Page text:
About Dr. Larry Eson:
Larry Eson’s lifelong interest in Mythology began with Tolkien, Norwegian adventurer Thor Heyerdahl, and Joseph Campbell and later translated into completing M.A. and Ph.D. degrees from the late, lamented Folklore & Mythology Program at UCLA. His dissertation topic was on Merlin and the Celtic Wild Man, which explored the roots of the pan-Celtic Wild Man’s divinely-inspired gifts of poetry and prophecy in a wide variety of sources: Celtic, Norse, and other Indo-European mythologies; Arthurian literature; British and Irish folk traditions; and Siberian and Northern European shamanistic cultures.
Dr. Eson has presented academic papers over the past 25 years in Celtic Studies at numerous conferences in North America, Britain, and Ireland, and has published four articles in prestigious peer-reviewed journals and anthologies on both sides of the Atlantic: ”Merlin’s Last Cry: Ritual Burial and Rebirth of the Poet in Celtic and Norse Tradition,” ”Odin and Merlin: Threefold Death and the World Tree,” “Demon and Incubus in the Merlin Legend,” and “Riddling and Wooing in the Medieval Irish Text Tochmarc Ailbe.” Dr. Eson teaches English Composition and Literature at Front Range Community College in Westminster, and is a former faculty member of the now-abolished Online Irish Studies Program, which was a collaboration between Regis University and National University of Ireland, Galway. He is presently working on an article focusing on the power of the female voice in medieval Celtic and Norse heroic narrative, and is also planning a book based on his Ph.D. work on the Celtic Wild Man.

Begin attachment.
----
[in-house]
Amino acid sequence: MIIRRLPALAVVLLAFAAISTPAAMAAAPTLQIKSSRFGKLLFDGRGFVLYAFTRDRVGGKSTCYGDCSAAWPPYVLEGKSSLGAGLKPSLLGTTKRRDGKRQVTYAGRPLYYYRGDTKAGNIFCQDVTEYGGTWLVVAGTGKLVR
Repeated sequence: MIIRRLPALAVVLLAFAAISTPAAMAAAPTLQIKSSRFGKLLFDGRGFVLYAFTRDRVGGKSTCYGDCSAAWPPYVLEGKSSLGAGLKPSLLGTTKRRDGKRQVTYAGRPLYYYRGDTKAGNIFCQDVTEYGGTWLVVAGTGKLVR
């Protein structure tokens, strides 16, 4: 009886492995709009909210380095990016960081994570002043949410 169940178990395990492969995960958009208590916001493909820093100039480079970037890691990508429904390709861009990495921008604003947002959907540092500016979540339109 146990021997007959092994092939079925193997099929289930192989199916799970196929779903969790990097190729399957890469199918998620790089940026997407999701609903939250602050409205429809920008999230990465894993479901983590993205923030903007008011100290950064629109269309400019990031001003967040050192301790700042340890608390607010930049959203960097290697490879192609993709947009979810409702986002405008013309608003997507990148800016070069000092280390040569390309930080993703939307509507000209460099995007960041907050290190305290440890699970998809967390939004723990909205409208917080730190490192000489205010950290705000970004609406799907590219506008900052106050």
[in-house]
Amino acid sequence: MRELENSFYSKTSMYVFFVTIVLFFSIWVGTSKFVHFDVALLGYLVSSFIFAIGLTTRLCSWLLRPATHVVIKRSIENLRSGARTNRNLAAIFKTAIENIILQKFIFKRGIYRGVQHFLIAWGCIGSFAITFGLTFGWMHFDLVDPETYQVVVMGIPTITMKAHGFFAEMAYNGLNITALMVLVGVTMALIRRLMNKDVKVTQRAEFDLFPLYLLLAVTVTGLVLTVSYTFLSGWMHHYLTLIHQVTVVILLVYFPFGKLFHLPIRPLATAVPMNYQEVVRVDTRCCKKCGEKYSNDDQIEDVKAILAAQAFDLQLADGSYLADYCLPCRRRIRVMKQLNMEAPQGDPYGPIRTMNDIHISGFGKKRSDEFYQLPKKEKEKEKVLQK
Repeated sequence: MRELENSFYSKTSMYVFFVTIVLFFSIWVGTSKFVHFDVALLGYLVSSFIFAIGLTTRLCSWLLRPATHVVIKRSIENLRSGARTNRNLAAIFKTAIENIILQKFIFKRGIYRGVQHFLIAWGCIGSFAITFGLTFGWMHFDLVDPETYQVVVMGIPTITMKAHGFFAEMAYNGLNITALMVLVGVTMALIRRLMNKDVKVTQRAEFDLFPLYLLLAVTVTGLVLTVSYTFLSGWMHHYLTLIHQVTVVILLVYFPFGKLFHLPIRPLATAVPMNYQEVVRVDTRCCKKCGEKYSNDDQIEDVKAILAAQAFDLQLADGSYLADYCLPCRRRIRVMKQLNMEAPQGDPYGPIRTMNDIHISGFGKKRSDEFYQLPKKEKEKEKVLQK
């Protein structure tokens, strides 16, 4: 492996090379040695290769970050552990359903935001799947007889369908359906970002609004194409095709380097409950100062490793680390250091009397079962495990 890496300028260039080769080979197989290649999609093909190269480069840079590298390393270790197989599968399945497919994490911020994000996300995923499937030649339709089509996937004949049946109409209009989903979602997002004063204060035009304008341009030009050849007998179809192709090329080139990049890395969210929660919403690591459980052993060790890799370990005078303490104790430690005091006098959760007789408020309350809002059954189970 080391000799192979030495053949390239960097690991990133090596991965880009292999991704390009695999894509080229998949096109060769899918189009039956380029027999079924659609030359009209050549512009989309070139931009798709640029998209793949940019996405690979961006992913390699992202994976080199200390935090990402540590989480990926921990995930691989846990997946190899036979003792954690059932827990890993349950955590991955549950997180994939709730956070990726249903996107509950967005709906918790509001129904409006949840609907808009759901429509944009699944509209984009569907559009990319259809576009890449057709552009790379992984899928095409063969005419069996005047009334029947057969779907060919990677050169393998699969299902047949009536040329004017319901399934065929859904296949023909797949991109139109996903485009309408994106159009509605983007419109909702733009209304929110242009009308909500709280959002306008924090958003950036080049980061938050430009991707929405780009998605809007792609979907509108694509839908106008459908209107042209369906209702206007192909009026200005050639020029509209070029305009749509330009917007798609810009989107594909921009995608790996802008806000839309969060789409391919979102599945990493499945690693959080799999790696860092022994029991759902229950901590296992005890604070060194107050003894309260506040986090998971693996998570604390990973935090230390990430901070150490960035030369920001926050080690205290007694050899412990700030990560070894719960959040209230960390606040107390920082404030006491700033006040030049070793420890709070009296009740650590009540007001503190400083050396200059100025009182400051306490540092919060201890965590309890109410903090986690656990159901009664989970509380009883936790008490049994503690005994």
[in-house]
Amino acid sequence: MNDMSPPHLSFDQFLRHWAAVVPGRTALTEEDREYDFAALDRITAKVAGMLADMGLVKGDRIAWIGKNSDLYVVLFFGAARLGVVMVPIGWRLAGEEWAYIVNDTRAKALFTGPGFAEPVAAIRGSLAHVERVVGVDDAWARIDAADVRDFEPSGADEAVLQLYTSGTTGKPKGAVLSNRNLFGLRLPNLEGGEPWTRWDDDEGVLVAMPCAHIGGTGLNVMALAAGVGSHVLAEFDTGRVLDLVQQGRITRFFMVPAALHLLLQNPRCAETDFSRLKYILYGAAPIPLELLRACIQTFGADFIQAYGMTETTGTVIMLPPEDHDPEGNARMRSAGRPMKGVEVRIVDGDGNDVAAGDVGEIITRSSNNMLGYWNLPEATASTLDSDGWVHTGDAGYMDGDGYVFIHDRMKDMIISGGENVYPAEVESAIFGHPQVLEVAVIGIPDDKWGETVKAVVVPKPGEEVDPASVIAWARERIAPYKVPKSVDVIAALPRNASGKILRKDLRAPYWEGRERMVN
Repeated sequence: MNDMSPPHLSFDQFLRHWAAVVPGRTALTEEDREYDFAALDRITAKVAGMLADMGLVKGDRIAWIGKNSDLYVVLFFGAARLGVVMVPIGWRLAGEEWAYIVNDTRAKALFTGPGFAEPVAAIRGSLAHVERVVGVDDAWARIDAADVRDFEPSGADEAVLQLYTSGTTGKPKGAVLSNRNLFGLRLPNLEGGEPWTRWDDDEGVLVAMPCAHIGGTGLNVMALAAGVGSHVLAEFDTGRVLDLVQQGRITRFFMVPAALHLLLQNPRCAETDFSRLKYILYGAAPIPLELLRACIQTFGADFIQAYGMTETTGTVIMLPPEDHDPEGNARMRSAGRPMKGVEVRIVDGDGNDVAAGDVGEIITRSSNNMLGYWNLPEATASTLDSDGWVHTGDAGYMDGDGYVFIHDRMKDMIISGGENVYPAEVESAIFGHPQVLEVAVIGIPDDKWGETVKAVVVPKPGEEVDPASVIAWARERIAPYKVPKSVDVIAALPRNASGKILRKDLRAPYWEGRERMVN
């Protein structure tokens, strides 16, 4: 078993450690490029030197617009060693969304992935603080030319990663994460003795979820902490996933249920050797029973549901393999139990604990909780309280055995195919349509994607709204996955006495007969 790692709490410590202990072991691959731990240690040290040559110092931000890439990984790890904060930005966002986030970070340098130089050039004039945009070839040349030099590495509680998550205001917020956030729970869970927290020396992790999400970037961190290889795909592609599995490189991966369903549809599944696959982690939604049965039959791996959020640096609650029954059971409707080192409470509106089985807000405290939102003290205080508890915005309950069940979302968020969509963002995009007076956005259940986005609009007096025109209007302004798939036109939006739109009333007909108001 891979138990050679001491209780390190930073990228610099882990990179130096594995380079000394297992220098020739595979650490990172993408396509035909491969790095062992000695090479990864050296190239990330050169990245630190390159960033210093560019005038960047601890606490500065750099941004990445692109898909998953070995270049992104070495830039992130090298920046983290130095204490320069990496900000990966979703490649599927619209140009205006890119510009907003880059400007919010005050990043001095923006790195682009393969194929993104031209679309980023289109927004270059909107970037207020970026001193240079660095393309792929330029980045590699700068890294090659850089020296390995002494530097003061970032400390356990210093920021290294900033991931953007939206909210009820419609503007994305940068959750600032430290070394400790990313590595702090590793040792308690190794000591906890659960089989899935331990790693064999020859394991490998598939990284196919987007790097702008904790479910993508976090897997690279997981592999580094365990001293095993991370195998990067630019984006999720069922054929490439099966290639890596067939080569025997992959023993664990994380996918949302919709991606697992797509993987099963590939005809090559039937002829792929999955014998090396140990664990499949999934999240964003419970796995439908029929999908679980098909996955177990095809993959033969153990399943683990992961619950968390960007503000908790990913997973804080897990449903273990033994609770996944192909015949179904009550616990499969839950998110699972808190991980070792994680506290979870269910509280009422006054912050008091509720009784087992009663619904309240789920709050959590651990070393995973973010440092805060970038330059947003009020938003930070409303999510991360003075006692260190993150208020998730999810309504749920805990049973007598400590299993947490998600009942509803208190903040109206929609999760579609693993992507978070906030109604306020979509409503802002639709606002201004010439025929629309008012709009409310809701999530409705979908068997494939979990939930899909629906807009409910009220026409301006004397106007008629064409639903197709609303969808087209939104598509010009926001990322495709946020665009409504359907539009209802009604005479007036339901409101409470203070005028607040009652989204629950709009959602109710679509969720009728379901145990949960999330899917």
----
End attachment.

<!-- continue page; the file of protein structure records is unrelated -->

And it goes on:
Dr. Larry Eson’s paper for Real Myth and Mithril: Delving into Fantasy Literature takes a close look at two great wizards.
“My paper will explore the correspondences between the figure of the wizard Gandalf and that of Merlin in Welsh and Arthurian tradition. While Gandalf’s name derives from Old Norse, the wizard has almost certainly been modeled by Tolkien in large part based on his knowledge of the wizard Merlin, mentor and counselor to King Arthur and overseer of the Grail Quest. The Arthurian Merlin, in turn, owes his provenance to the somewhat earlier legend of the Welsh wild man Myrddin Wyllt (Welsh for “Merlin the Wild”) preserved in fragmentary Early Welsh poems, a saint’s legend concerned with Merlin’s Lowland Scottish prototype Lailoken, and Geoffrey of Monmouth’s twelfth-century Latin work, Vita Merlini (“The Life of Merlin”), which draws heavily upon Welsh folk tradition. My principal purpose here is not to analyze Tolkien’s own research, but to utilize my own Ph.D. dissertation work and other published articles on Merlin to illuminate the many remarkable parallels between these two literary figures and identify some of Gandalf’s distinctively Celtic roots.”